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Music videos make parents look good -- and bad

A scene from "Running Errands With My Mom,"

A scene from "Running Errands With My Mom," a Cartoon Network music video (2013) (Credit: Handout)

I want to thank Cartoon Network and the music video “Errands With My Mom” for not making adults look like the tools that modern culture seems hell bent on making them appear.

Featured in the cable network’s sketch comedy series “Incredible Crew,” the song follows a teen named "P," who, at dismissal, is invited by his friends to play video games and “prank call some girls.” When his mother pulls up in the family minivan and yells for him ("Petey!" she says), he launches into a rap that he’s “running errands with my mom.”

Girls swoon as he drives by, and as he acts gangster tough, it’s soon revealed that he is celebrating his mother and what she has to do that afternoon (go to the bank, get her hair done, pick up his little sister at dance) as he rides shotgun “like a nice young man.” After all, she’s “as cool as ice,” he raps.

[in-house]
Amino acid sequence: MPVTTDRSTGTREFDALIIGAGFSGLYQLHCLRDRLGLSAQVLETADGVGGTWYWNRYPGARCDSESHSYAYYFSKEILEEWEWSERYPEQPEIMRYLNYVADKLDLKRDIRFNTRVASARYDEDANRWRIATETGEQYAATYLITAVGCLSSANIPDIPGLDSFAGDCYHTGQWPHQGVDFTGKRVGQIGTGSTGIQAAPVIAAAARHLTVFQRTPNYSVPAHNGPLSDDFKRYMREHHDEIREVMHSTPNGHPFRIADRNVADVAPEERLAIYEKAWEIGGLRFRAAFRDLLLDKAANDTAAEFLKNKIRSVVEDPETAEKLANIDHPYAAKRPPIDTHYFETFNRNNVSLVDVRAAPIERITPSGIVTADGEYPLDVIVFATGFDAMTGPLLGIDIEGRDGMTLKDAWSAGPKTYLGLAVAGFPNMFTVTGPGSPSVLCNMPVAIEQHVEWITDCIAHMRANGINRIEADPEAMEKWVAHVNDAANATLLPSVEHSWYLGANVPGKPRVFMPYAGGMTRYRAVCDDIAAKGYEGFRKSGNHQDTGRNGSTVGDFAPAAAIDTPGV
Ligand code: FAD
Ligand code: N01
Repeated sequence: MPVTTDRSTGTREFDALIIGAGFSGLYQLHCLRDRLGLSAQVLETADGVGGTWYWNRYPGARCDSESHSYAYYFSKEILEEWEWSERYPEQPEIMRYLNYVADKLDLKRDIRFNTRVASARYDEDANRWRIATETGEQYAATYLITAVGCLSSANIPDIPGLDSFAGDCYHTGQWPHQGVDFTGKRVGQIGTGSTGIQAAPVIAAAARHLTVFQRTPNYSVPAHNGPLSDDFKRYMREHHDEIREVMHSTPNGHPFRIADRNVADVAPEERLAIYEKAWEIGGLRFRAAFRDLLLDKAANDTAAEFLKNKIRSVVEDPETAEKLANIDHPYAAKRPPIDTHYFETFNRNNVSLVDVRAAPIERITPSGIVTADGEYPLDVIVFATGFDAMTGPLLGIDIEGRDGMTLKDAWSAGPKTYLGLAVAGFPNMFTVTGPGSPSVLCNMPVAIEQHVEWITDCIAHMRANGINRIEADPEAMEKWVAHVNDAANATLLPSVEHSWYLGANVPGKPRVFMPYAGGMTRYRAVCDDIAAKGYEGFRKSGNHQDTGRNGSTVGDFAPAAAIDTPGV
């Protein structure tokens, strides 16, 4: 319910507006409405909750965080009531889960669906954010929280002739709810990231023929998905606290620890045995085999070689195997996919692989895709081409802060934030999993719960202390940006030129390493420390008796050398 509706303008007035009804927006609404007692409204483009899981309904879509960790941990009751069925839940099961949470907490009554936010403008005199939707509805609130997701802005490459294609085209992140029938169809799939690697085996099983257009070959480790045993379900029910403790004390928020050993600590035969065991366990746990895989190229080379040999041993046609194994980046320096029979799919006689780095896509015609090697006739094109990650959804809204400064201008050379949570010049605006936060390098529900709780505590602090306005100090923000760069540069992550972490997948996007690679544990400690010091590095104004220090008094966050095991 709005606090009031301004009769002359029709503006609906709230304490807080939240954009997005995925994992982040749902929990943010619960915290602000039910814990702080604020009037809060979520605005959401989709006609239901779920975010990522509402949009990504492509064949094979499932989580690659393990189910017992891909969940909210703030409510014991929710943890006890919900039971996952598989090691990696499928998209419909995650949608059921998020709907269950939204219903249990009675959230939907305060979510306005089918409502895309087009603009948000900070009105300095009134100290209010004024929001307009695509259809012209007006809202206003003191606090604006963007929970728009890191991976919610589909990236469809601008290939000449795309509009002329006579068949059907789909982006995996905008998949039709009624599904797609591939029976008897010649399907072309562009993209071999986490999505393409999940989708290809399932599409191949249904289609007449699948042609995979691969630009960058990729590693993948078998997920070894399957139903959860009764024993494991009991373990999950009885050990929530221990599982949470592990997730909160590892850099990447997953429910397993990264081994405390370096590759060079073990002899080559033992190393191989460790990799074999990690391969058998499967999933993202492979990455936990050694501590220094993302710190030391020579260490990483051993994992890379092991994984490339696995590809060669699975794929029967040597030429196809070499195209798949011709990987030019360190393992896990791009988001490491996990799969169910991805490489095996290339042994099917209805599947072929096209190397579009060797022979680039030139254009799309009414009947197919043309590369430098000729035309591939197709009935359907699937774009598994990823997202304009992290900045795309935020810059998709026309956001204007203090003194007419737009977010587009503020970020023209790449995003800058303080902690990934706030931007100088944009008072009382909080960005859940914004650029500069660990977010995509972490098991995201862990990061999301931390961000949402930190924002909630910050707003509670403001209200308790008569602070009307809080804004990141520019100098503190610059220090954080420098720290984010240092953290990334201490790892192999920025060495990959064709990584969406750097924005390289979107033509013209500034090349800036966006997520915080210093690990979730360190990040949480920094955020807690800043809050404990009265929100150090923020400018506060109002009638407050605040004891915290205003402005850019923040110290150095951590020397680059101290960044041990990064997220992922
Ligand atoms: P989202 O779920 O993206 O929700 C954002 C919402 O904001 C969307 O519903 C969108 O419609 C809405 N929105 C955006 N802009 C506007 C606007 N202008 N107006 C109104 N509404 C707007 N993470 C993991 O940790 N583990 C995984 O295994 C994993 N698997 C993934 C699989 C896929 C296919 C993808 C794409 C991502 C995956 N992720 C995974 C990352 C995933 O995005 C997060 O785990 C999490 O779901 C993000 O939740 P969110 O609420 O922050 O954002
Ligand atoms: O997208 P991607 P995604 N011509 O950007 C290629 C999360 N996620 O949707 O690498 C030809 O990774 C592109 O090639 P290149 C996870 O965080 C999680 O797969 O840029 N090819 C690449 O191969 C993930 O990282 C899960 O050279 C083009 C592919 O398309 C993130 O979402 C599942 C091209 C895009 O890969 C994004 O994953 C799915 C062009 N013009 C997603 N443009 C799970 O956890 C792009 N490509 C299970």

My 9-year-old and I stopped what we were doing when the video came on TV, and at the end he seemed so incredulous that a teenager would show an elder respect that he asked me several times, “Was he making fun of his mother?” (I do admit, the unnecessarily goofy and dowdy mom character would have been an easy target for deserved ridicule.)

Just as I stumbled across the clip and shared it with friends on Facebook, news came over about another music video that doesn’t make grownups look too cool – “Coke Ain’t A Bad Word” by 9-year-old rapper Lil Poopy.

Thanks to a Massachusetts child welfare investigation into the video, which features young Luie Rivera Jr. hitting a woman’s backside and flaunting large wads of cash as he sings, “Coke is not a bad word," his parents may now be in some deep doo-doo.

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